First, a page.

Popular education and the digital citizen: a genealogical analysis
Keywords:Digitalisation, computerisation, adult education, popular education, genealogy, data politics, algorithmic politics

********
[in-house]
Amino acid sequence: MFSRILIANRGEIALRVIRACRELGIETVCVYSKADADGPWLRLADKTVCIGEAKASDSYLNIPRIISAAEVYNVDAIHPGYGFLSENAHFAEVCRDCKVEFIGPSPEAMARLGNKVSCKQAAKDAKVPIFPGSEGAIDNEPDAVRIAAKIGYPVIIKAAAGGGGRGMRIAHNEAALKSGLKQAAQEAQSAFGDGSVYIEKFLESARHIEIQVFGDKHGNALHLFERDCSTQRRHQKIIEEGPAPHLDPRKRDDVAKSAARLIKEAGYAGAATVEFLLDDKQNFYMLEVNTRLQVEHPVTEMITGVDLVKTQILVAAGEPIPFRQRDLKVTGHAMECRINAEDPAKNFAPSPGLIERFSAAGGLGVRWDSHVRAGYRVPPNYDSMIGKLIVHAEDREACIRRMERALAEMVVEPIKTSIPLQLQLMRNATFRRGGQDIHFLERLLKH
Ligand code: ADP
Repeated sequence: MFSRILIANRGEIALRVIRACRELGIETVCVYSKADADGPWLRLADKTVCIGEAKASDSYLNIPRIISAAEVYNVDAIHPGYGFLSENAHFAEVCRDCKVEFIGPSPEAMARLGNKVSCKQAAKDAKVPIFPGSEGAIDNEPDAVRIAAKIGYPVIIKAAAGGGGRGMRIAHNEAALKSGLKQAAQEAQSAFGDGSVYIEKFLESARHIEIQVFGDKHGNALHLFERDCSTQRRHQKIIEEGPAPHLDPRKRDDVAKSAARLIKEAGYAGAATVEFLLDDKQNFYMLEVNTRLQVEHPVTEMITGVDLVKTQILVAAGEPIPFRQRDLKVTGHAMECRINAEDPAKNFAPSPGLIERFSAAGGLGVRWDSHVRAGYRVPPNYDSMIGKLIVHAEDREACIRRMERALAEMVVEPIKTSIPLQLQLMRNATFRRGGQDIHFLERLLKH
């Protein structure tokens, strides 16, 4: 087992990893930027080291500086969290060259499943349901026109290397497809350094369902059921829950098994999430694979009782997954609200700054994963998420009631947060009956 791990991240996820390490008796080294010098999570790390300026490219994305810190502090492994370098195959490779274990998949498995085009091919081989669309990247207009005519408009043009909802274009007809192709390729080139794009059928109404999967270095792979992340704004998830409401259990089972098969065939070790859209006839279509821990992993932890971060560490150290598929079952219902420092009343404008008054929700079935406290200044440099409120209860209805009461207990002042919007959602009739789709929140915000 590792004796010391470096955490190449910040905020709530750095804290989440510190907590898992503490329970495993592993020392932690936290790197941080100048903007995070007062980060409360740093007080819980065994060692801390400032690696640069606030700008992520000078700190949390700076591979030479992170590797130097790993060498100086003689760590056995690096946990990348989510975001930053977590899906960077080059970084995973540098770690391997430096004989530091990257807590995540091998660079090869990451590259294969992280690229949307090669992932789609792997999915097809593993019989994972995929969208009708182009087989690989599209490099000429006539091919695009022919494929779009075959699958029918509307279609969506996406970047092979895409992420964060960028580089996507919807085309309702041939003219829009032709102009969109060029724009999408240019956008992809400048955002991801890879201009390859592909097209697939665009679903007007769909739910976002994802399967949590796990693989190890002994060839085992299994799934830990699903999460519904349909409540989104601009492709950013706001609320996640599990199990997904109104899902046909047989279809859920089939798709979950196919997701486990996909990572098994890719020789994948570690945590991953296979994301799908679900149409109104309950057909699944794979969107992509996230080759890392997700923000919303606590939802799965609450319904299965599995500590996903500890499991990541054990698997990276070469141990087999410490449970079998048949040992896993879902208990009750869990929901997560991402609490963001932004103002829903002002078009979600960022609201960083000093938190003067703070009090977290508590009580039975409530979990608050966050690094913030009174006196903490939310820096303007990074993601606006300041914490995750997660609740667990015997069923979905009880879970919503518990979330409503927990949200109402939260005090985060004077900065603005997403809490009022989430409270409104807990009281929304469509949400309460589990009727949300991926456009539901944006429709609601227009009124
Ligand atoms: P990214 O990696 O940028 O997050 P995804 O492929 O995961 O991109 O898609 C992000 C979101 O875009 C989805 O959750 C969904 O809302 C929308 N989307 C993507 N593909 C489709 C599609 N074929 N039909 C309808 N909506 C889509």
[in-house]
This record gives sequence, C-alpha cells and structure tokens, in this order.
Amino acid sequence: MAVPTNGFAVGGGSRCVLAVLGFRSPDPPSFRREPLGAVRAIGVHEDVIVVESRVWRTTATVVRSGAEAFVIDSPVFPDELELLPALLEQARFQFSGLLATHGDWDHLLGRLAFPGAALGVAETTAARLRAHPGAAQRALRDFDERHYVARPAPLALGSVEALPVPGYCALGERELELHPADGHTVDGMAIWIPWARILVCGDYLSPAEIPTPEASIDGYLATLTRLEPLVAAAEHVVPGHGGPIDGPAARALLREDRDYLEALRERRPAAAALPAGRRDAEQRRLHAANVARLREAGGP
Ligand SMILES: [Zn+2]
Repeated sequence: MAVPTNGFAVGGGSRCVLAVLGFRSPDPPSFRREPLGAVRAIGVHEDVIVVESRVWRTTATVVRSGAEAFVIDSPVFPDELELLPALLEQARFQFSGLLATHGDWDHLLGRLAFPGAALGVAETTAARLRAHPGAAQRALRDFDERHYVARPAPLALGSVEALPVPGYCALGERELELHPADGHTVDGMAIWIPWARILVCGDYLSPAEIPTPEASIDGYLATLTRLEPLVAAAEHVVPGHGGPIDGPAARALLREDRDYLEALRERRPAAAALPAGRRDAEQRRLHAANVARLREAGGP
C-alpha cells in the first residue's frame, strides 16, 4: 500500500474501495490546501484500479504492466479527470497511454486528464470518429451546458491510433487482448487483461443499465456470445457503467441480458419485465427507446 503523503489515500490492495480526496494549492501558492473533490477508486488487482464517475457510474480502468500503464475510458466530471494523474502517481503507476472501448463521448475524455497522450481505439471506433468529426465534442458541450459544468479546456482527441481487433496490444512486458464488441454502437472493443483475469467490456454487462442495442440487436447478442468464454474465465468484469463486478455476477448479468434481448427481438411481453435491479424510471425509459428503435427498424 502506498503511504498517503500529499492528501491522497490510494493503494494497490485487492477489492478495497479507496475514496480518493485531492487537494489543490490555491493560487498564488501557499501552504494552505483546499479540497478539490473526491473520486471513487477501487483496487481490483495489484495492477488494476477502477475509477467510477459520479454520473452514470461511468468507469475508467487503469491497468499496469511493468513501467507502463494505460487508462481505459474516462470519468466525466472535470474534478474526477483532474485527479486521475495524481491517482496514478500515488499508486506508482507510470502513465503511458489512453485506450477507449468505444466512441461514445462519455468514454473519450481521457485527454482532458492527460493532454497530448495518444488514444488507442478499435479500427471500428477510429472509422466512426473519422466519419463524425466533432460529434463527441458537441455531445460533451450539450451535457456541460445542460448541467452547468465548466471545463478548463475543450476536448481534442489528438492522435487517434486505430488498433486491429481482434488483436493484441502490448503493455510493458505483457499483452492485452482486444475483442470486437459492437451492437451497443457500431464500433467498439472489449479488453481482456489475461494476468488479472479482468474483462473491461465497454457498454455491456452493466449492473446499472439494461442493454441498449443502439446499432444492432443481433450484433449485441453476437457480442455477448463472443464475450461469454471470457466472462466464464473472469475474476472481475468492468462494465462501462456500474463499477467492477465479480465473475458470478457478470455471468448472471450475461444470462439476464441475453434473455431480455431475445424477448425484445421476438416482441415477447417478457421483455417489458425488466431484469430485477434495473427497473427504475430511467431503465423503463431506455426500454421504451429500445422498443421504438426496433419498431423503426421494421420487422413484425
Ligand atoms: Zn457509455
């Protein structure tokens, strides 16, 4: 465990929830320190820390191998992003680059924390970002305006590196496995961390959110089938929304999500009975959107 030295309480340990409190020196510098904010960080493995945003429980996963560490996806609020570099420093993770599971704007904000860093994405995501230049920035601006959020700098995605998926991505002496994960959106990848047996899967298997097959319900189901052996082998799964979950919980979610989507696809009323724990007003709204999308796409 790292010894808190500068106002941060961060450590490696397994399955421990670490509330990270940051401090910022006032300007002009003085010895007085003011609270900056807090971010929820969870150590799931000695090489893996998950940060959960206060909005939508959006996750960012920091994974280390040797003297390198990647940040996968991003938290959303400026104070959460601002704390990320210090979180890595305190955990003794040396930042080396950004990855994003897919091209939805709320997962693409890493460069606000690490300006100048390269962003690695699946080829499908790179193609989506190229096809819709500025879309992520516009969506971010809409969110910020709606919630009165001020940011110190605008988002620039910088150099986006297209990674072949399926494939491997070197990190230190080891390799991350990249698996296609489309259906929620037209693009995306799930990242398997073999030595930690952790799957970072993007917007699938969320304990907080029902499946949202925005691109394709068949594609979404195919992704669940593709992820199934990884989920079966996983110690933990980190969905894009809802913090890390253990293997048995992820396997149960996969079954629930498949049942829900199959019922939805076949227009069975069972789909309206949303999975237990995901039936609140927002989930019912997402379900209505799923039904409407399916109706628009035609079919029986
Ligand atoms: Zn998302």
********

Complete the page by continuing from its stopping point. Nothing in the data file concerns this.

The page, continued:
AbstractThis paper historicises and problematises the concept of the digital citizen and how it is constructed in Sweden today. Specifically, it examines the role of popular education in such an entanglement. It makes use of a genealogical analysis to produce a critical ‘history of the present’ by mapping out the debates and controversies around the emergence of the digital citizen in the 1970s and 1980s, and following to its manifestations in contemporary debates. This article argues that free and voluntary adult education (popular education) is and has been fundamental in efforts to construe the digital citizen. A central argument of the paper is that popular education aiming for digital inclusion is not a 21st century phenomenon; it actually commenced in the 1970s. However, this digitisation of citizens has also changed focus dramatically since the 1970s. During the 1970s, computers and computerisation were described as disconcerting, and as requiring popular education in order to counter the risk of the technology “running wild”. In current discourses, digitalisation is constructed in a nonideological and post-political way. These post-political tendencies of today can be referred to as a post-digital present where computers have become so ordinary, domesticized and ubiquitous in everyday life that they are thereby also beyond criticism.
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